Toasted Coconut Cream Puffs

cream puffs in lineCream Puffs definitely make the cut into my Top Five Favorite Desserts of All Time. You might recall that last year I blogged about classic Cream Puffs and Gougeres, which are both made with the same type of dough— pâte à choux. Ever since I blogged about those classic whipped cream-filled cream puffs, I’ve been dreaming of another variation: Toasted Coconut Cream Puffs.

cream puff overheadFor the toasted coconut version I decided to fill the cream puffs with a combination of coconut-infused pastry cream and whipped cream. For a complex yet mellow coconut flavor, I toasted the coconut in the oven before infusing it in the milk and cream for the pastry cream. Additional toasted coconut made its way into the cream puff dough, and a final dusting of toasted coconut on top of the cream puffs ensured these cream puffs were undeniably coconutty. Drizzles of chocolate and caramel broadened the flavor spectrum while adding a bit of elegance.

cream puffs and plateThere’s another reason I had the urge to blog about cream puffs again: I’ve been scouring David Lebovitz’s impressive Paris Pastry app in preparation for Sam’s and my grand adventure to Paris and Cologne this week. The app’s gorgeous photos of eclairs and religeuses have me salivating and dreaming of pastries. I thought it would be fun to have one last baking hurrah before my trip, so I made these as a nod to Paris pastries.

cream puff single

Au revoir, friends! See you in a few weeks with plenty of pictures of Paris pastries!

cream puffs diptychMake the Toasted Coconut Pastry Cream

Recipe adapted from Michael Ruhlman’s crème pâtissière recipe (Ratiop 215).

3/4 cup unsweetened shredded coconut
½ cup plus 3 tablespoons milk
1½ cups heavy cream, divided
¼ vanilla bean, spit lengthwise
¼ cup sugar
4 egg yolks
3 tablespoons cornstarch
2 tablespoons butter

  1. Toast the coconut. Preheat oven to 325°F. Toast the coconut for 8-10 minutes, until fragrant and golden brown. Set aside ¼ cup of the toasted coconut to use in the cream puff batter and as a garnish.
  2. Infuse the milk. Combine the remaining ½ cup coconut, ½ cup milk, 1 cup heavy cream and vanilla bean in a medium saucepan. Bring to a simmer over moderate heat. Remove pan from heat and allow mixture to steep for 15 minutes.
  3. Prepare other ingredients. Meanwhile, combine the yolks and sugar in a medium-sized heatproof bowl. Stir vigorously to begin dissolving sugar. Prepare an ice bath of ice water in a container large enough to accommodate the saucepan. Stir together the cornstarch and remaining 3 tablespoons milk in a small bowl.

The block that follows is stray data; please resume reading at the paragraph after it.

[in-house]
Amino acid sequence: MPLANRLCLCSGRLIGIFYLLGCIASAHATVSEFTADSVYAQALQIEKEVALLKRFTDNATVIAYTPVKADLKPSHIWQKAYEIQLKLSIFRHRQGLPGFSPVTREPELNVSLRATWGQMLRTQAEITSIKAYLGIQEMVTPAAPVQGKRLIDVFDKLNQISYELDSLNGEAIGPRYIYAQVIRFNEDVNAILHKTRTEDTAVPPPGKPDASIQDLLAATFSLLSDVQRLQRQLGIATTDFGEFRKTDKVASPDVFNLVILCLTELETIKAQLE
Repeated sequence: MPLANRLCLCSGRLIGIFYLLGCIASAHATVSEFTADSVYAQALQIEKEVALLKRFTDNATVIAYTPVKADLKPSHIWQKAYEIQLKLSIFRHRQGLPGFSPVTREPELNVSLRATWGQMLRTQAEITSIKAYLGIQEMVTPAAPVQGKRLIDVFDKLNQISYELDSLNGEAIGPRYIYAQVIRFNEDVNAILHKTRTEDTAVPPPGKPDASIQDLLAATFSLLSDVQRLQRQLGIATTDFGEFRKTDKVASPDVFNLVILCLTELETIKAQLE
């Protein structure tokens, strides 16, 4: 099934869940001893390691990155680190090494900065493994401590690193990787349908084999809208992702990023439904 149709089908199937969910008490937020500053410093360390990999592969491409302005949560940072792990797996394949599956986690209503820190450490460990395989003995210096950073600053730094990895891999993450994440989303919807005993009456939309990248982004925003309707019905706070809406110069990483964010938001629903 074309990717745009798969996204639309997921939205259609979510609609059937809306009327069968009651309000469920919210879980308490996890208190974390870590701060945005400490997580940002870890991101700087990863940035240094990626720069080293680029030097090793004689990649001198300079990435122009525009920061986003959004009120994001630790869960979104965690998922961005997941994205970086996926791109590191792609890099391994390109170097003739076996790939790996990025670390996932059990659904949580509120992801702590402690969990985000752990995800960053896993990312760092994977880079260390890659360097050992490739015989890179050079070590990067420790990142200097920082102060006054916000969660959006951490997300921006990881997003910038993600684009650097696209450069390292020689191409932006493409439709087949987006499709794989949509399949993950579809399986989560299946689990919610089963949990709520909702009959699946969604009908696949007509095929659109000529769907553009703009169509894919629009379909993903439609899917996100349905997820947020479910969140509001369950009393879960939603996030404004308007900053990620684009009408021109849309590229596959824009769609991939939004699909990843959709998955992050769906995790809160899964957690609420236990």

4. Make the pastry cream. Once the cream has steeped for 15 minutes, remove and discard the vanilla bean. Bring the cream to a simmer once again and then gradually whisk it into the yolks and sugar. (Even though the cream will be gloppy from the coconut flakes, it is important to add the cream to the yolks gradually and to stir quickly so the hot cream does not cook the egg yolks.) Pour the mixture back into the saucepan and add the cornstarch mixture, stirring constantly. Continue stirring over medium heat until the custard becomes very thick and is just about to boil. (Don’t worry if the custard seems overly thick; it will be thinned out with whipped cream later.) Remove the pan from the heat and submerge the base in the ice bath, stirring constantly. Add the butter and stir to thorougly incorporate it. Transfer the pastry cream to a bowl and refrigerate until cool, two to three hours.
  5. Whip cream. When you are ready to fill the cream puffs, whip the remaining 1 cup heavy cream with an electric mixer to hard peaks using a chilled bowl and chilled beaters.
  6. Combine pastry cream and whipped cream. Gently mix together the chilled pastry cream and whipped cream. Chill until ready to use.

Make the Cream Puffs

Recipe adapted from Michael Ruhlman’s pâte à choux recipe (Ratio, p 45).

1 cup water (8 oz.)
8 tablespoons unsalted butter (4 oz.)
2 teaspoons sugar
1 scant cup flour (4 oz.)
4 large eggs (8 oz.)
¼ cup unsweetened shredded coconut, toasted (see pastry cream recipe)

  1. Prepare. Preheat oven to 425°F. Line two baking sheets with parchment paper. Mis en place: measure all ingredients and line them up so they’re within reach and ready when you need them.